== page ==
I should be managing my retirement money better and one problem is the number of accounts I have (4). Would it be better for me to consolidate and what's involved in doing so?

3 Answers 3


I rolled mine over from the company I was at into my own brokerage house. You can't roll them into a Roth IRA, so I needed to setup a traditional IRA.

There is paperwork your old jobs can provide you. I had to put in some mailing addresses, some account numbers and turn them in. My broker received it, I chose what I wanted to invest it in and that was that. No tax penalty or early withdrawal penalty. The key to avoiding penalties is to have your past employers send the money directly to another retirement fund, not send a check to you.

  • 4
    MrChrister said you can't roll into a Roth IRA, so you have to set up a Traditional IRA. That's not necessarily true. You can roll into a Rollover account and then convert it to a Roth IRA. There are many benefits to a Roth, as opposed to a Traditional, so make sure you consider both account options before deciding.
    – JCarterRN
    Commented Dec 2, 2009 at 23:38
  • Is a rollover a special type I need to request when I open the account or is it just a traditional first then Roth next??
    – mgnorton
    Commented Dec 3, 2009 at 0:47
  • The rules might be different now. Call your broker who will host the eventual final product and ask them what is best for you.
    – MrChrister
    Commented Dec 3, 2009 at 7:12
  • @JCarterRN - you certainly could be right. At the time I did it I was told no Roth for me.
    – MrChrister
    Commented Dec 3, 2009 at 7:12
  • @MrChrister - It seems things are changing all the time! :) In 12/08 I transferred an old 401k into a Rollover and then converted it to a Roth, because I had been told that you can't go directly to a Roth, but as I went through the process, it seemed that perhaps I could have skipped the Rollover step after all. Not sure if that's really the case, but it would make sense if they took out that middle step by now
    – JCarterRN
    Commented Dec 13, 2009 at 20:57

Open an investment account on your own and have them roll the old 401K accounts into either a ROTH or traditional IRA. Do not leave them in old 401k accounts and definitely don't roll them into your new employer's 401K.

Why? Well, as great as 401K accounts are, there is one thing that employers rarely mention and the 401K companies actively try to hide:

Most 401K plans are loaded with HUGE fees.

You won't see them on your statements, they are often hidden very cleverly with accounting tricks. For example, in several plans I have participated in, the mutual fund symbols may LOOK like the ones you see on the stock tickers, but if you read the fine print they only "approximate" the underlying mutual fund they are named for. That is, if you multiply the number of shares by the market price you will arrive at a number higher than the one printed on your statement.

The "spread" between those numbers is the fee charged by the 401K management company, and since employees don't pick that company and can't easily fire them, they aren't very competitive unless your company is really large and has a tough negotiator in HR. If you work for a small company, you are probably getting slammed by these fees. Also, they often charge fees for the "automatic rebalancing" service they offer to do annually to your account to keep your allocation in line with your current contribution allocations.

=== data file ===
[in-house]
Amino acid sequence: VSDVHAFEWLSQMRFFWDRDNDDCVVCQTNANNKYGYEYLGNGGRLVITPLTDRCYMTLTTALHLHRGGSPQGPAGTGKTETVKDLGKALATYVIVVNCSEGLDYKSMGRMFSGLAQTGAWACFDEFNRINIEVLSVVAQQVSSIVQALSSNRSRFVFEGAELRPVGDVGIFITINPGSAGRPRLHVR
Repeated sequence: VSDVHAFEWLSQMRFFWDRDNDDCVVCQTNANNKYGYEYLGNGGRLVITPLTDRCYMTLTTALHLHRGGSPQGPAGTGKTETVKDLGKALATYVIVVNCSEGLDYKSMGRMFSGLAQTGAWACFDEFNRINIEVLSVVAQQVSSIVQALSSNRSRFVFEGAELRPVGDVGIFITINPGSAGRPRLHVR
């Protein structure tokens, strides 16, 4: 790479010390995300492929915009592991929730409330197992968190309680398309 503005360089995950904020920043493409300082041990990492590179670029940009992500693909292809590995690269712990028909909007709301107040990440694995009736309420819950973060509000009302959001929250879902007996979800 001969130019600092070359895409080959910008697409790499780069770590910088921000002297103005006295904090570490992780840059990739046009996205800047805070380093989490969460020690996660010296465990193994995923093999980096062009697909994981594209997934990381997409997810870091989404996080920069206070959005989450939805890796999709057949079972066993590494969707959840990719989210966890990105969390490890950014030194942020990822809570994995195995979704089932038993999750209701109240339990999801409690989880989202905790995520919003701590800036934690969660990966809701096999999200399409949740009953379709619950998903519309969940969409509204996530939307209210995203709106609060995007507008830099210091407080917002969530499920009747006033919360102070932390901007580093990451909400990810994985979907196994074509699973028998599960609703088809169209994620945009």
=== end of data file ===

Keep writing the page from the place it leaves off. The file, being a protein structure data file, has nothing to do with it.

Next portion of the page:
I have no idea why it is legal for them not to disclose these fees on the statements, but they don't. I had to do some serious digging to find this out on my own and when I did it was downright scary. In one case they were siphoning off over 3% annually from the account using this standard practice.

HOWEVER, that is not to say that you shouldn't participate in these plans, especially if there is an employer match. There are fees with any investment account and the "free money" your employer is kicking in almost always offsets these fees. My point here is just that you shouldn't keep the money in the 401K after you leave the company when you have an option to move it to an account with much cheaper fees.

  • One benefit to getting to the airport many hours too early is the ability to read through the old questions like this. John, there's finally a move toward full disclosure, by July, 2012, the 401(k) custodians must fully disclose their fees. Commented May 1, 2012 at 20:02

I'd roll them all into one account, just for your own convenience. It's a pain to keep track of lots of different accounts, esp. since you need logins/passwords, etc for all of them, and we all have plenty of those. :)

Pick a place like Vanguard or Fidelity (for example), where you can find investment options with lower fees, and do the standard rollover. Once all the accounts are rolled into one, you can think about how to invest the stuff. (Some good investments require larger minimums, so if you have several old 401ks, putting them together will give you more options.)

Rolling them over is not hard, if you have paperwork from each of the 401ks. You might be able to DIY online, but I found it helpful to call and talk to a person when I did this. You just need account numbers, etc.

If you are moving brokerage accounts, you may need to provide paper documents/applications, which might require getting them notarized (I found a notary at my bank, even though the accounts I was moving from and to weren't at my bank), which means you'll need to provide IDs, etc. and get a special crimped seal after the notary witnesses your signature.

You must log in to answer this question.